While his people stayed locked up, the company went into free-fall as leadership was non-existent. Panic was rife and the government was on some kind of witchhunt. But Strive remained fearless in his quest for justice. After several unsuccessful hearings, a breakthrough finally came through and they all walked – resuming work almost immediately.

So far, strive has seen the company through – no pun intended. Masiyiwa has masterminded the creation of Econet Wireless Group – an organisation that has holdings and investments in the U.K, China, South America, UAE, Europe, and Africa. The Zimbabwean entrepreneur can also be linked to assets in the U.S and even far-away New Zealand.

Source: econetwireless.com

Masiyiwa has been instrumental to the establishment of a string of telecom companies in Burundi, Lesotho, Rwanda, Botswana, Nigeria, and South Africa. He is also the brain behind Liquid Telecom – a fibre-optic/satellite service company. The privately-held telecom company is currently one of Africa’s leading satellite and fibre-optic companies.

The awards have been seemingly unending, and so have the philanthropic gestures – he is known to fund numerous foundations for the less-privileged and also contribute to several charities.

Such is the legend of the man who tussled with the powers-that-be and came out tops. Strive Masiyiwa resisted the establishment and got away with it.

Featured Image Courtesy: Econet Wireless

“To make great efforts to achieve or obtain something. To struggle or fight vigorously.” No, those are not really words off the charter of some solidarity body or resistance group - not this time, at least. Those words are just the most likely to pop up when you grab any…

“To make great efforts to achieve or obtain something. To struggle or fight vigorously.” No, those are not really words off the charter of some solidarity body or resistance group – not this time, at least.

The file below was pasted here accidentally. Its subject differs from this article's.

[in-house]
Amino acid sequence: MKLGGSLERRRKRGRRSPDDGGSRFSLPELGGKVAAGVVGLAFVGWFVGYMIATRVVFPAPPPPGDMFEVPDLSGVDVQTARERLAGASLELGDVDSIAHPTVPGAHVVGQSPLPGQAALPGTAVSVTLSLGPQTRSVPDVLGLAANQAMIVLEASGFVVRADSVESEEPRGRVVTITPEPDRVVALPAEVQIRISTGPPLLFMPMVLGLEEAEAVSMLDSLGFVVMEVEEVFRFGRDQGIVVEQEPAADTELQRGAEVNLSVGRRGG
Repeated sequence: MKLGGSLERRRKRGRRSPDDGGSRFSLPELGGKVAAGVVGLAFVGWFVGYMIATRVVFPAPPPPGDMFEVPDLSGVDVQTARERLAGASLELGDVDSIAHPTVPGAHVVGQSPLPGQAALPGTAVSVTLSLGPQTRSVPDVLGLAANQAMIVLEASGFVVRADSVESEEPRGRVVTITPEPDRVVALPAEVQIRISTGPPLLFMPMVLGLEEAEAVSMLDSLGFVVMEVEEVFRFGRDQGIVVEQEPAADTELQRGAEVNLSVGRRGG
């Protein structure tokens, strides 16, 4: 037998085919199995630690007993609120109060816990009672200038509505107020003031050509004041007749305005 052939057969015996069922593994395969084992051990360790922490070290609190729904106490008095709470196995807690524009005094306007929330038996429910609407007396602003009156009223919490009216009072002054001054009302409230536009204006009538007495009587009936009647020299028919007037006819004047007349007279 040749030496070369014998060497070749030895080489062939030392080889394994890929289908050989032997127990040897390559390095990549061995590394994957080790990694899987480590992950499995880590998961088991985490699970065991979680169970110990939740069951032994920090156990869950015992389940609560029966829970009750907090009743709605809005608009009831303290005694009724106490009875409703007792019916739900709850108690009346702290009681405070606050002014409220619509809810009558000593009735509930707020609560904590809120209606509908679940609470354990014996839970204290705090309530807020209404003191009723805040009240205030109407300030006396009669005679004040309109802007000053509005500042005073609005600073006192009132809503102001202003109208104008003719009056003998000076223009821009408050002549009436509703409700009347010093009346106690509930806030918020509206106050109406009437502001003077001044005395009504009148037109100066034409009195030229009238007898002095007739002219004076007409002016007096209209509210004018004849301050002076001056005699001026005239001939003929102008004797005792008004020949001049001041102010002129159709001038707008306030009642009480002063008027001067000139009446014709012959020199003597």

Those words are just the most likely to pop up when you grab any decent dictionary and look up the word “strive.” And how fitting is it that the same six-letter word has to be mentioned whenever one of Africa’s most tenacious personalities and successful businessmen is being named in familiar terms.

Source: myzimbabwe.co.zw

Today, Econet is considered one of Africa’s leading telecoms companies – a journey that began some 26 years ago – and Strive Masiyiwa is the man who has steered that ship to calm waters, keeping a cool head in spite of the many raging storms. How he was able to orchestrate such a climb despite the hostilities and vitriol is perhaps one of life’s greatest lessons in strive.

By the time he turned 40, he’d managed to come off unscathed after being embroiled in a tussle with Zimbabwe’s now erstwhile long-standing President, Robert Mugabe. It was a battle of wills that dragged on for several years but the man Strive prevailed – something that can’t be said for many who have collided with the country’s unpopular ruling class.

Move the dials of the time machine to a decade later and he has checked the following boxes – entrepreneur, philanthropist, and visionary. He’s 58 now and he is as committed as ever to transforming the African continent into a powerhouse by making lives better “one people at a time.”